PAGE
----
The Mayor’s Office of Housing and Community development is sitting on roughly half a billion dollars that could be spent on immediate housing needs, a new audit shows.
And that doesn’t count another close to $200 million in annual tax money earmarked for housing that the mayor has diverted to other uses.
The performance audit, by the supes Budget and Legislative analyst, also says the department has failed to provide regular accurate reports to the supes, and lacks formal procedures and transparency in its decision-making processes.
It concluded that almost every year, the office winds up with a huge unspent surplus, averaging $482 million. From the BLA:
The accumulation and ongoing persistence of high fund balances … indicate, in broad terms, that the city’s local revenues for affordable housing are outpacing its expenditures.
It adds to the evidence that the Breed Administration, while taking dramatic steps to help developers build new luxury housing, is going to fail to meet the state’s mandates for new affordable housing.
In a press statement, Sup. Dean Preston, who called for the audit, noted:
In a city with a notorious lack of affordable housing, we have a department, nested under the Mayor’s Office, that does not follow reporting rules, has highly-politicized decision making, and, with an apparent balance of nearly a half billion dollars, can’t even tell us how much money is committed and how much isn’t.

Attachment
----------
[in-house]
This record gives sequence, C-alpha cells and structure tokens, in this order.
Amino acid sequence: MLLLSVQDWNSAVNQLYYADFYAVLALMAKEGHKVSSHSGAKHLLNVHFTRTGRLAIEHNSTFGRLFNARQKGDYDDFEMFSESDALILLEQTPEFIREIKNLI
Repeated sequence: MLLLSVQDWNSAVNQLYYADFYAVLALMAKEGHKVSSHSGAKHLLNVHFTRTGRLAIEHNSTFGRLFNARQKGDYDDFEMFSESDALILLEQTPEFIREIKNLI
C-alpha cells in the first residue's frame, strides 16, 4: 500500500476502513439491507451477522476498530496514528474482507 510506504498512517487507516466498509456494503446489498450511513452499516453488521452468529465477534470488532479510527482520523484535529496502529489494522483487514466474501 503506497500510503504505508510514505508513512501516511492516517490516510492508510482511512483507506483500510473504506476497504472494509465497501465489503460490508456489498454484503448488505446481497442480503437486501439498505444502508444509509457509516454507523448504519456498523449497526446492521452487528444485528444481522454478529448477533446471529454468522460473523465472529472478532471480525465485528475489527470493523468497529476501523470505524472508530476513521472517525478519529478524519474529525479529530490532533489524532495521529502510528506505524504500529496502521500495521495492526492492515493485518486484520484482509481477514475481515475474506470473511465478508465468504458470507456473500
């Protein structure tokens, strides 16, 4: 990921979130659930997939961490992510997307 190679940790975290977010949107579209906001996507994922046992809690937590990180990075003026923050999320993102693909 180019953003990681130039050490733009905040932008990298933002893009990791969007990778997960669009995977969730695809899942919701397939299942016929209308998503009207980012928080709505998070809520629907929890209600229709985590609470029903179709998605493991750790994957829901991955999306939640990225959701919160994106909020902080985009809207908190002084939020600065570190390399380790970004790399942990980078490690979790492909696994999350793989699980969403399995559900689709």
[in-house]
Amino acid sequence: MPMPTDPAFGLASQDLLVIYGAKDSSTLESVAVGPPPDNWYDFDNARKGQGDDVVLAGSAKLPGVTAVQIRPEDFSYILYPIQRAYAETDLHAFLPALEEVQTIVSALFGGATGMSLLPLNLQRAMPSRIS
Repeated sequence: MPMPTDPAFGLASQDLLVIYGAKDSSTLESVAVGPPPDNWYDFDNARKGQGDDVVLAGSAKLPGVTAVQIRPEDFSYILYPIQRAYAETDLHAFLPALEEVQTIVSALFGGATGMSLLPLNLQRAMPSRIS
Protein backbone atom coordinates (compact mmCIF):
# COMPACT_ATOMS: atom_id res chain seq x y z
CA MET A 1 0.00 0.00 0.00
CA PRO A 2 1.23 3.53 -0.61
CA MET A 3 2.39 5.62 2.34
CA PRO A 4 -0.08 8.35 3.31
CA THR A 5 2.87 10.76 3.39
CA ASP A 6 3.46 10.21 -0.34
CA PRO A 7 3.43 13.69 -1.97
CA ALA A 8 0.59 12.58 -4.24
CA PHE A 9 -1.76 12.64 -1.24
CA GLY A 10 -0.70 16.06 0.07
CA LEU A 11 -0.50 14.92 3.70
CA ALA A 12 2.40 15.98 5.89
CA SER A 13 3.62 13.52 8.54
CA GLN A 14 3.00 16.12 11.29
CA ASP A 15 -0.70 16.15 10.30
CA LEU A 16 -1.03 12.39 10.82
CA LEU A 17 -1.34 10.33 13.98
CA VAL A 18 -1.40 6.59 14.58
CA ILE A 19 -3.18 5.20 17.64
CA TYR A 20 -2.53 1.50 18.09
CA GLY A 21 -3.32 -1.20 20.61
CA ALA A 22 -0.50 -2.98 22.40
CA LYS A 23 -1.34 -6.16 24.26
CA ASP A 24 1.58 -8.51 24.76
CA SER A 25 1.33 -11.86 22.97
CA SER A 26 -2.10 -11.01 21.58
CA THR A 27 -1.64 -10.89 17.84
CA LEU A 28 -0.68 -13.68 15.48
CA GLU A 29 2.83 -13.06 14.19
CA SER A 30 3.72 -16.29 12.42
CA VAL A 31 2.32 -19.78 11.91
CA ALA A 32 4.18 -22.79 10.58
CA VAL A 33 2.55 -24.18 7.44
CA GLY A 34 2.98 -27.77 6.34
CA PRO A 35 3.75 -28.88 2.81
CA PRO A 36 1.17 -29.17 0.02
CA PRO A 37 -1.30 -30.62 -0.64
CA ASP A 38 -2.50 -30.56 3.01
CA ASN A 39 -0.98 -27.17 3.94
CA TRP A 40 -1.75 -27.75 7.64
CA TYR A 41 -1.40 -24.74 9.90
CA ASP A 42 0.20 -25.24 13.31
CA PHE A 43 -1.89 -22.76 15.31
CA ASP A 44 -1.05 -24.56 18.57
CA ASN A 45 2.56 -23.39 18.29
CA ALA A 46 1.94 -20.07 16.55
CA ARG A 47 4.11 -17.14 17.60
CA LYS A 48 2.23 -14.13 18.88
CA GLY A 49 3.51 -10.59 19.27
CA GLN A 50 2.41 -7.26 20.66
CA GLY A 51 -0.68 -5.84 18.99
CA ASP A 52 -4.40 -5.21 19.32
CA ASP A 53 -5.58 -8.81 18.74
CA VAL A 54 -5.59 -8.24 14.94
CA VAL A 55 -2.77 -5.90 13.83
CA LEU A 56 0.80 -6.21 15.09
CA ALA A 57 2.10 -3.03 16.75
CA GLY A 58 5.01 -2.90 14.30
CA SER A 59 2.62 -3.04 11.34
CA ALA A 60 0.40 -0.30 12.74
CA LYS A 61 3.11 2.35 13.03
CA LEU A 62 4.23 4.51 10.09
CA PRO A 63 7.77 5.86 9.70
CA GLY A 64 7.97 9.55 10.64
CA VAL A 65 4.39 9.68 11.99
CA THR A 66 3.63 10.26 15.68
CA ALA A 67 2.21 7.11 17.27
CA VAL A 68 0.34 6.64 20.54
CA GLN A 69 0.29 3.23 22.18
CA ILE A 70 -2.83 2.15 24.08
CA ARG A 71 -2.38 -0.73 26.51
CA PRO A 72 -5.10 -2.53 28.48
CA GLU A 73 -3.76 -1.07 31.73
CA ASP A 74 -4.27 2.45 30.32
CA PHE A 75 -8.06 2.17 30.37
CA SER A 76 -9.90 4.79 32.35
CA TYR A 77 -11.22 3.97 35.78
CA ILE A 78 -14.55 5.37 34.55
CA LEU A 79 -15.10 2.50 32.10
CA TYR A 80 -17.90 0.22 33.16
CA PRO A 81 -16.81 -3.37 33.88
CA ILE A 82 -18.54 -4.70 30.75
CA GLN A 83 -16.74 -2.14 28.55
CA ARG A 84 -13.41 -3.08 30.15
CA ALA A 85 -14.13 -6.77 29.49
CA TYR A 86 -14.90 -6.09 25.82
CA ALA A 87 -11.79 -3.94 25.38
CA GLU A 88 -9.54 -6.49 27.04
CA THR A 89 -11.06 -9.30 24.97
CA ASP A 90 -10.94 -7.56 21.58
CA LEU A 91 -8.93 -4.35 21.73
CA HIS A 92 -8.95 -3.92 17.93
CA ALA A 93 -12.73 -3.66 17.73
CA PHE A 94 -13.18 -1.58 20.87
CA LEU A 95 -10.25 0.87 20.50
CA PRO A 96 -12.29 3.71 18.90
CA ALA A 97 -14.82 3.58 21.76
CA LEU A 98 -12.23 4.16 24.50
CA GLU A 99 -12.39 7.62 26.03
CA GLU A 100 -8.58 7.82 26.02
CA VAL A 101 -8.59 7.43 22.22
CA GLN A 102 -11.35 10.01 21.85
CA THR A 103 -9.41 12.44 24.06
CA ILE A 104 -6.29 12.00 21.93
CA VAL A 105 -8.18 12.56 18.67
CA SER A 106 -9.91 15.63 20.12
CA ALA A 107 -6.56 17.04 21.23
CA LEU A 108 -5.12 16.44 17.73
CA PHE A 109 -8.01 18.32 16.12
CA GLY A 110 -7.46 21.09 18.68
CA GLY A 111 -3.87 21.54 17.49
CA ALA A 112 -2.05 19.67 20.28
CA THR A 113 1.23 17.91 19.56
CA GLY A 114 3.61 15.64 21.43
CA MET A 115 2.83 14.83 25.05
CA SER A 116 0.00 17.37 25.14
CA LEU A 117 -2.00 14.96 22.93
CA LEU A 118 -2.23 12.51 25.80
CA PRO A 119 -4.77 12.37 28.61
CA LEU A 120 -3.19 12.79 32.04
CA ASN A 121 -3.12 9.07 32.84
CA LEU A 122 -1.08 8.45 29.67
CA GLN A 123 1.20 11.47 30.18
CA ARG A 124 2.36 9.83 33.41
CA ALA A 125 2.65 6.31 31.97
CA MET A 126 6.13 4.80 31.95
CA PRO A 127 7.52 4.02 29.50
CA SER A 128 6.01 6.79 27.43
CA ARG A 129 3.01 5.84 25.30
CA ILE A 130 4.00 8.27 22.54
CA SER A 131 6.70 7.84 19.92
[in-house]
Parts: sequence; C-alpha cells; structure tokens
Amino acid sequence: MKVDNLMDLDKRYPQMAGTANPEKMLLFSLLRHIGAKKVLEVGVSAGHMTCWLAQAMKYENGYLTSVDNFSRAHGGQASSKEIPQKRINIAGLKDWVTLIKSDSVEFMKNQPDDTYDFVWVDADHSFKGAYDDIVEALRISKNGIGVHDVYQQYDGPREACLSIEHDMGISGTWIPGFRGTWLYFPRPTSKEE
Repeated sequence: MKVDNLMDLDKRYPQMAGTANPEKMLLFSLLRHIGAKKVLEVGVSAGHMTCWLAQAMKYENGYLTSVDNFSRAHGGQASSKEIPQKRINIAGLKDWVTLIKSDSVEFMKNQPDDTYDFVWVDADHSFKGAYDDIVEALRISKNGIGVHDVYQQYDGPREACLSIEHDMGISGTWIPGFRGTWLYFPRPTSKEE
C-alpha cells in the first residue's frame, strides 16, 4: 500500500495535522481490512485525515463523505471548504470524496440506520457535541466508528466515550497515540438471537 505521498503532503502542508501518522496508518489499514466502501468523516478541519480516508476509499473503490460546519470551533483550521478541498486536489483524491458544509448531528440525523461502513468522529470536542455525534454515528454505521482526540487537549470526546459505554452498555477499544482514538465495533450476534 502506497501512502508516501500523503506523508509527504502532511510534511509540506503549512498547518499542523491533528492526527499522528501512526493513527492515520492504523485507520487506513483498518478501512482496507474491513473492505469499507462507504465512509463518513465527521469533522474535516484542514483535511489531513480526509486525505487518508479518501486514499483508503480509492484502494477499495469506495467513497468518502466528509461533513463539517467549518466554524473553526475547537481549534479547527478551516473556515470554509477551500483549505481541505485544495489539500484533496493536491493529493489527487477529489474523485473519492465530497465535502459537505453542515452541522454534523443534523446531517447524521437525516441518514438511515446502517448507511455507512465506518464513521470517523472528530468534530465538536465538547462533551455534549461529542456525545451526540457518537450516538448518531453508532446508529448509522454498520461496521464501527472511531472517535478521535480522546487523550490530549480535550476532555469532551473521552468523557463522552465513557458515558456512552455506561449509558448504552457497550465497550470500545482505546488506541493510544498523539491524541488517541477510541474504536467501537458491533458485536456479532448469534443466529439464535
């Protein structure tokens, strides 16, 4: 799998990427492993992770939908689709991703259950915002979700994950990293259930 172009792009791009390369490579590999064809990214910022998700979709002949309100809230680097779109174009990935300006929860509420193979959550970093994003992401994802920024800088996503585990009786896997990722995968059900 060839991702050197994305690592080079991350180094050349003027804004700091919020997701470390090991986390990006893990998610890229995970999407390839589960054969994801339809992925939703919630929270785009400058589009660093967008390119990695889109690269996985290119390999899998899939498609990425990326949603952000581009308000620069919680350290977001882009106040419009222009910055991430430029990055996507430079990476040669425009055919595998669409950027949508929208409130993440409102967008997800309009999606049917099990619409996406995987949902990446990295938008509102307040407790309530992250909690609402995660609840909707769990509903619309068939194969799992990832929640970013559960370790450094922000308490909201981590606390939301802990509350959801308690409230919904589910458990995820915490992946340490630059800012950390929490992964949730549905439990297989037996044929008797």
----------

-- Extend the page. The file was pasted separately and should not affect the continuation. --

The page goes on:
This audit confirms what many have suspected: the Mayor’s Office itself is a major barrier to our city reaching our affordable housing goals … “We knew it was bad, we had no idea it was this bad.”
In a March 23 response to the audit, MOHED Director Eric Shaw said his department would work to improve transparency, but said that the process for funding affordable housing is so complicated that it’s impossible to set standard policies.
But he never explained why the office has so much money in the bank when there’s so much immediate need; just a fraction of that money could buy dozens of apartment buildings that speculators want to snap up, evict the tenants, and flip for profits.
And yet, it sits there, unspent.
While Shaw said that affordable housing finance is complex and projects can take years to go from concept to construction, the huge balance hasn’t changed much in the past few years.
In fact, it’s growing.
I suspect the supes will hold a hearing on this soon.